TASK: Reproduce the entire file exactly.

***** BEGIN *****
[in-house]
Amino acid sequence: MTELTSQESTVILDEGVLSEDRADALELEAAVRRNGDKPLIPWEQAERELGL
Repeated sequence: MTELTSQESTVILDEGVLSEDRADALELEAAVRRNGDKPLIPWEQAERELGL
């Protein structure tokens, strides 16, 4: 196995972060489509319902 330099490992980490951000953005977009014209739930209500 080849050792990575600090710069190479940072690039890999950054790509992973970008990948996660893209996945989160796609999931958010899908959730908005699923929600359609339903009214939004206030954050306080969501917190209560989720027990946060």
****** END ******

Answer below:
[in-house]
Amino acid sequence: MTELTSQESTVILDEGVLSEDRADALELEAAVRRNGDKPLIPWEQAERELGL
Repeated sequence: MTELTSQESTVILDEGVLSEDRADALELEAAVRRNGDKPLIPWEQAERELGL
């Protein structure tokens, strides 16, 4: 196995972060489509319902 330099490992980490951000953005977009014209739930209500 080849050792990575600090710069190479940072690039890999950054790509992973970008990948996660893209996945989160796609999931958010899908959730908005699923929600359609339903009214939004206030954050306080969501917190209560989720027990946060």